Holi, also known as the Festival of colours or the Festival of Sharing Love, is a Hindu spring festival in India and Nepal. Holi is one of the oldest festivals of India is celebrated with extreme enthusiasm and joy. In the ensuing battle of colours, everybody is drowned not just in colours but also in love and mirth.
The festival signifies the victory of good over evil, the arrival of spring, end of winter. It can be seen as a thanksgiving for a good harvest too. The festival is also a festive day for many to meet others, play and laugh, forget and forgive, and repair broken relationships.
There are many interesting stories associated with the festival’s origin, and mythology plays a very important part in narrating the festival of Holi.
On the eve of Holi, typically at or after sunset, there is the tradition of Holika Dahan, which bonfires will be lit. The ritual is symbolic of victory of good over evil. In the legend of Holika, the arrogant demon king Hiranyakashipu proclaimed himself as god and demanded people to worship only him. His blessed son, Prahlada disagreed, so he asked his sister Holika to end his life. In the end, Holika’s plan backfired and was burnt to death while Prahlada was protected by her cloak. This is why bonfire becomes a symbol of the festival.
Holi frolic and celebrations begin the morning after the Holika bonfire, which is related to the legend of Radha and Krishna. Young Krishna, who had dark blue skin, was conscious about his own complexion. In a mischievous mood, he applied colour on his beloved Radha’s face so that her fair complexion would become like his, and eventually they became a couple. Following this ancient legend, the tradition of playfully colouring lover’s face developed, and lovers today still perfrom Holi on their beloved as an expression of love.
After a day of play with colours, people clean up, wash and bathe, sober up and dress up in the evening and greet friends and relatives by visiting them and exchanging sweets. Holi is also a festival of forgiveness and new starts, which ritually aims to generate harmony in the society.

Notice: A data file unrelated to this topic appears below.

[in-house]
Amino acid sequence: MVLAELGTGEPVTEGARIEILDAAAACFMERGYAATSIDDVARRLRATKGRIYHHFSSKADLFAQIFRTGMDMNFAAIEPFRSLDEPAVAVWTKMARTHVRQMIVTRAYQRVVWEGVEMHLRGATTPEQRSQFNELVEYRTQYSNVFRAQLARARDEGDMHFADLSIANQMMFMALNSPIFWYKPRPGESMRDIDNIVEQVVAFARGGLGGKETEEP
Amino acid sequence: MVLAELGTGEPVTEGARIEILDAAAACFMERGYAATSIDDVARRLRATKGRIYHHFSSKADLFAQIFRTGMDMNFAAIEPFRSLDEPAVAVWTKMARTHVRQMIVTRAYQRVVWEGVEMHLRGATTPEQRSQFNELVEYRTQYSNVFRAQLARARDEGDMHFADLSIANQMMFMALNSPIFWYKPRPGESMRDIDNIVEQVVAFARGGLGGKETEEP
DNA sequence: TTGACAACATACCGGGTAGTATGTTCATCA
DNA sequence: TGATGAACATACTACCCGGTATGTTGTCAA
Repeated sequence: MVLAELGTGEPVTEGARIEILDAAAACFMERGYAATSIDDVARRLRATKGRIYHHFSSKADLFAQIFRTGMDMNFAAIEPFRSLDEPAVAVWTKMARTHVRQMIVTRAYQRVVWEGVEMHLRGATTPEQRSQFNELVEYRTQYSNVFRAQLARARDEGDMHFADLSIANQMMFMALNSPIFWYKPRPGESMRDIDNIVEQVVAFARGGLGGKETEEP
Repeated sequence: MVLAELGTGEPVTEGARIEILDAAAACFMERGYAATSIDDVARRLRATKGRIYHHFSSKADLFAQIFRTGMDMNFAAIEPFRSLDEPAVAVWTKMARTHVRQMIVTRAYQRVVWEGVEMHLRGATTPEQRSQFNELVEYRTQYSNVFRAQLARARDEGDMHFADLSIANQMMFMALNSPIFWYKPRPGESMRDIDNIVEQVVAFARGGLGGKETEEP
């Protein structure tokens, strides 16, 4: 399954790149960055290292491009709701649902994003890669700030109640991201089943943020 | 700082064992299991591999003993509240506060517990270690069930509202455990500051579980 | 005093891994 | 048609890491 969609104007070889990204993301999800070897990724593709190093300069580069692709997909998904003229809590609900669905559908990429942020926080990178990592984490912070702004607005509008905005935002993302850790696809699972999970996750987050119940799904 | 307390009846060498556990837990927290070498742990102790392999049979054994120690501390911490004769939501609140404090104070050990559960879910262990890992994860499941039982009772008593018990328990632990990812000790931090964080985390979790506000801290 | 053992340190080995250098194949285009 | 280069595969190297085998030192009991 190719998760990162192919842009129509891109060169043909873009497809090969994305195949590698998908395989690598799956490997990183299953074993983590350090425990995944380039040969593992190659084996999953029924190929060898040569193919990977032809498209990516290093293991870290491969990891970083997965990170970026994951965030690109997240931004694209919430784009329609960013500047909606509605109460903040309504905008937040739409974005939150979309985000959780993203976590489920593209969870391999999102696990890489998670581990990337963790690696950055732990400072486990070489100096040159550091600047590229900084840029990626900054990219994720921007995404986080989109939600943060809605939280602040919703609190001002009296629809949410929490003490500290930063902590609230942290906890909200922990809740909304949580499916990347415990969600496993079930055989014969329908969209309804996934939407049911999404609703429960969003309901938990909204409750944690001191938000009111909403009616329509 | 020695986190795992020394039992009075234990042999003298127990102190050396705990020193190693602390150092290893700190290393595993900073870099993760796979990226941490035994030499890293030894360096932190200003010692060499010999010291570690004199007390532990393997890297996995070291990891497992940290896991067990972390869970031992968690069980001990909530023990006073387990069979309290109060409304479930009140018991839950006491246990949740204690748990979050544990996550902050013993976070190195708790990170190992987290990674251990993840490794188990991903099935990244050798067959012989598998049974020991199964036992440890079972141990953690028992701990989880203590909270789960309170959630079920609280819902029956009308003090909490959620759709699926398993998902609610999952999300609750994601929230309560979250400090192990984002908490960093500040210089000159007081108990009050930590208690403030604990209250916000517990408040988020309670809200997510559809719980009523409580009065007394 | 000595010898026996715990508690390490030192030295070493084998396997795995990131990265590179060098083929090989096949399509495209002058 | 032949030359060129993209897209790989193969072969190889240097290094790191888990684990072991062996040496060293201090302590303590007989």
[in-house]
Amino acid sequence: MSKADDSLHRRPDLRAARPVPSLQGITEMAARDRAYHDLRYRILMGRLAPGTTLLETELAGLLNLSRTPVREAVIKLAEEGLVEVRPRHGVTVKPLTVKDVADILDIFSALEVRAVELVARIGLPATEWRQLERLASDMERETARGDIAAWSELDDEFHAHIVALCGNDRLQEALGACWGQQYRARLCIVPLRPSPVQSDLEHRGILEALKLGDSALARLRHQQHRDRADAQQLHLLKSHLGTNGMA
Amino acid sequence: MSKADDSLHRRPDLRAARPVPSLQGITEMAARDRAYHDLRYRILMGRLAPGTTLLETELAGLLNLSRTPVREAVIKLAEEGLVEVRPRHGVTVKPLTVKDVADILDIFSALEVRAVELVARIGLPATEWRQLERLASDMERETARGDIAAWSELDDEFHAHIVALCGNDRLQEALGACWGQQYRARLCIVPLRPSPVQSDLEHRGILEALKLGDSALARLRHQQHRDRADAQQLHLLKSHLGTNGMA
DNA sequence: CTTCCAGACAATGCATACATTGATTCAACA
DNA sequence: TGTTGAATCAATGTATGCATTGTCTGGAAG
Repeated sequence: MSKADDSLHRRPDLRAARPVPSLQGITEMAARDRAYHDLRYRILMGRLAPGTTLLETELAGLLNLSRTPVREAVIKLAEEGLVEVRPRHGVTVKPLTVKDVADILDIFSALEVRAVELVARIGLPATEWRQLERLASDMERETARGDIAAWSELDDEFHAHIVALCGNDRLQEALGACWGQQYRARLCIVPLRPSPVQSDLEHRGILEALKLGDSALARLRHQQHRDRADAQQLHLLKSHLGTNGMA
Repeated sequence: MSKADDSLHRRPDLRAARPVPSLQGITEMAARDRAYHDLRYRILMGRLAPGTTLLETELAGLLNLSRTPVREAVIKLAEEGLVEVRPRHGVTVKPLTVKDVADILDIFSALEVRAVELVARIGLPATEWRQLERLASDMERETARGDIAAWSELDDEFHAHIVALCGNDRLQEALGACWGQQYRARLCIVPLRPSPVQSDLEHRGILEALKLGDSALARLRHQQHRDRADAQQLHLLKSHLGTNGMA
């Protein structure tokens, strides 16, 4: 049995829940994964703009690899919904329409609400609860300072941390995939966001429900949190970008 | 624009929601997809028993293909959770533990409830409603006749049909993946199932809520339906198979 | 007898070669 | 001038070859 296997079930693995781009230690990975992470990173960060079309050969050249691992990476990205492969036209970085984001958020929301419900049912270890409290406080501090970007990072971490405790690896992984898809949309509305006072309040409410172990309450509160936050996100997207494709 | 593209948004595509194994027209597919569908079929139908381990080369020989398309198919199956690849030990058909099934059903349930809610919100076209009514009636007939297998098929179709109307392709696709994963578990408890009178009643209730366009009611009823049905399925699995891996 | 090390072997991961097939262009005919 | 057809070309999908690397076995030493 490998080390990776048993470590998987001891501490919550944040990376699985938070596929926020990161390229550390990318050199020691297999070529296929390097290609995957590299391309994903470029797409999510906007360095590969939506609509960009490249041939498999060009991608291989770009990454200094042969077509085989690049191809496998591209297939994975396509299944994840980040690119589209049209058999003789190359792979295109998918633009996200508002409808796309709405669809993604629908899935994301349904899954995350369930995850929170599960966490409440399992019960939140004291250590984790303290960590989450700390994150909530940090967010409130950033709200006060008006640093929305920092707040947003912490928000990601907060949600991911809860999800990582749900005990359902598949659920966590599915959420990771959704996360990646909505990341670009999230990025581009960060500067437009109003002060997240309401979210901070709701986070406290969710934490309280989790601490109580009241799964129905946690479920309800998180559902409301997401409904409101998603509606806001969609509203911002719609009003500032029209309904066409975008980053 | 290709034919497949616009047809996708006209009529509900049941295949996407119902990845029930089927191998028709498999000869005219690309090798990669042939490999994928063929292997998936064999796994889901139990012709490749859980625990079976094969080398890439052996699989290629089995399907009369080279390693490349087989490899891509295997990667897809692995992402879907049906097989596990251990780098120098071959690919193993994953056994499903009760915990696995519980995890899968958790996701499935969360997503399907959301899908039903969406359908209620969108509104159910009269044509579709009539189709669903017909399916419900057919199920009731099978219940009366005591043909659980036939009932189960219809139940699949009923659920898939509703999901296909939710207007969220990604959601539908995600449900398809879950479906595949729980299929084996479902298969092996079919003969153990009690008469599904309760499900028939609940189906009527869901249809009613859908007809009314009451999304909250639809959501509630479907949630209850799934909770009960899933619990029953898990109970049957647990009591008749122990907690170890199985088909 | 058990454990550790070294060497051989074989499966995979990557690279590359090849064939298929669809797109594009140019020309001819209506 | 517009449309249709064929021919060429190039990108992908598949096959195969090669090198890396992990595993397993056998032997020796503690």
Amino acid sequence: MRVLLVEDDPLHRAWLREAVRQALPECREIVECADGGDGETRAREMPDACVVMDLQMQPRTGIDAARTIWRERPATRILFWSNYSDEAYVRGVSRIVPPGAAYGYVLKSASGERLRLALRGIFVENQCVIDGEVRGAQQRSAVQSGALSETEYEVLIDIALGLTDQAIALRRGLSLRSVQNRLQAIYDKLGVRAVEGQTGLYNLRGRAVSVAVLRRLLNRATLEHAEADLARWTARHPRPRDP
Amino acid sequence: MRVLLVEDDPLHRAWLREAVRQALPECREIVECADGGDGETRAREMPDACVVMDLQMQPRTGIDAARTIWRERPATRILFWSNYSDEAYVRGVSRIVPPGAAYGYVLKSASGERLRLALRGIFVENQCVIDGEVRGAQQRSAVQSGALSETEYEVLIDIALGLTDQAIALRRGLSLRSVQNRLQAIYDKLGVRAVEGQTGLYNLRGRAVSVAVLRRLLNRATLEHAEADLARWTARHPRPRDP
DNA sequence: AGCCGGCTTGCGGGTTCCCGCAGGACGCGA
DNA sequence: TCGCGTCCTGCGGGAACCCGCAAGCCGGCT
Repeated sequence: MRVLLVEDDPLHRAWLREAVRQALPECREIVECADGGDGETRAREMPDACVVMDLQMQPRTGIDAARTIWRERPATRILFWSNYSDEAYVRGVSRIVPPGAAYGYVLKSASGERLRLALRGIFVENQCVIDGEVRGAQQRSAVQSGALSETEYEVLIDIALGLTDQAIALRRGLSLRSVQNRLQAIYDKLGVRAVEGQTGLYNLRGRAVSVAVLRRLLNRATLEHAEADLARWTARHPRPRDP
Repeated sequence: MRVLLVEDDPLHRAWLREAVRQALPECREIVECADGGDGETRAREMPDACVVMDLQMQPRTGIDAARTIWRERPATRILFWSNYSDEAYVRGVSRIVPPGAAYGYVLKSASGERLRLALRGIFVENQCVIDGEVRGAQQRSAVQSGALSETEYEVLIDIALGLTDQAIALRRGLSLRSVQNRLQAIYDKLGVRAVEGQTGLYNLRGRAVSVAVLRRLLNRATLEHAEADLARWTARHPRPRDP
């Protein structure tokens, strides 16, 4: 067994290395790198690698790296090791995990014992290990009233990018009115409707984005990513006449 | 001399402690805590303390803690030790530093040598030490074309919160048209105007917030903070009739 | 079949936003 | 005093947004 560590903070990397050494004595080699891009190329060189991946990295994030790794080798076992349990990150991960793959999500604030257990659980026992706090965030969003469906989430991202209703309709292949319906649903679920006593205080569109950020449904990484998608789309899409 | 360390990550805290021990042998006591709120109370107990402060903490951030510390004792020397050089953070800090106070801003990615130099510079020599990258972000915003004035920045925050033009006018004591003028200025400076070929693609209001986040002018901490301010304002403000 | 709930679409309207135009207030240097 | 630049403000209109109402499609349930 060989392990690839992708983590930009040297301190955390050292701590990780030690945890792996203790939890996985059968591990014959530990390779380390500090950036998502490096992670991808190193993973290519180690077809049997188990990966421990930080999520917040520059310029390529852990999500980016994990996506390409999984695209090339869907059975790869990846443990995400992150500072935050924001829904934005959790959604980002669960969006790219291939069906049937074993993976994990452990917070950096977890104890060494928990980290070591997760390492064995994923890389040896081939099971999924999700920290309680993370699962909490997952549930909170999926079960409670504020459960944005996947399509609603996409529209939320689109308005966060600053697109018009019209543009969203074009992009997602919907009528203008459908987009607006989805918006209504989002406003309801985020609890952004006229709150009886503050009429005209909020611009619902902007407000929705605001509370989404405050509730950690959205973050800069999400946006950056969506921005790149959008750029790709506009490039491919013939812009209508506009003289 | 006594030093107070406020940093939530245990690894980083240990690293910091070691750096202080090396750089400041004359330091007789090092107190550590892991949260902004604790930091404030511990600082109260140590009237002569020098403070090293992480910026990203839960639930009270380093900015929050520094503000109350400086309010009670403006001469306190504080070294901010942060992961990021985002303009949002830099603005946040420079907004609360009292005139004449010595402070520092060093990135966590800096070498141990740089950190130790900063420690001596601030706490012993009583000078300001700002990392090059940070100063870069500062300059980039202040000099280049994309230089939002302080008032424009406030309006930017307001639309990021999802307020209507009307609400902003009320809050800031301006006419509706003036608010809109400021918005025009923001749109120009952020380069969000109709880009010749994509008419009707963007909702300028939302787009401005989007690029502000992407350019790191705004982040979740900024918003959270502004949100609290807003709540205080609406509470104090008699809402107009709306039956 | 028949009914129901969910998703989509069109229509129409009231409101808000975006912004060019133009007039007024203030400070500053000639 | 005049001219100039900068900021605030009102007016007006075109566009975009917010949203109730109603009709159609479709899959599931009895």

When is Holi Celebrated?
Holi is celebrated in the spring, on the last full moon day of the month Phalguna in the lunar calendar (usually falling between February and March). In 2017, Holi will be celebrated on March 13.
Where is Holi Celebrated?
You’ll find Holi festivities taking place in most areas of India. However, they’re more exuberant in some places than others. Traditional Holi celebrations are the biggest at Mathura and Vrindavan, four hours from Delhi.
What to Expect During the Celebrations
Holi is a very carefree festival that’s great fun to participate in if you don’t mind getting wet and dirty. You’ll end up saturated in water, with colour all over your skin and clothes. Some of it doesn’t wash out easily, so be sure to wear old clothes. It’s also a good idea to rub hair oil or coconut oil into your skin beforehand, to prevent the colour from staining.
Holi Safety Information
As Holi provides an opportunity to disregard social norms and generally “let loose”, young males may it too far and act disrespectfully. Therefore, women should avoid going out alone in public places during Holi, for drunk young Indian guys may pose a safety threat. Incidents of rape also do occur, which makes it important to take proper care during Holi. If you plan on going out into the streets on Holi, do so early in the morning. Be back to your accommodation by mid-day before the men get too drunk.
Expect to have coloured powder and water rubbed and thrown onto your face, mouth and ears. Keep your mouth shut and protect your eyes as much as possible. And have fun 🙂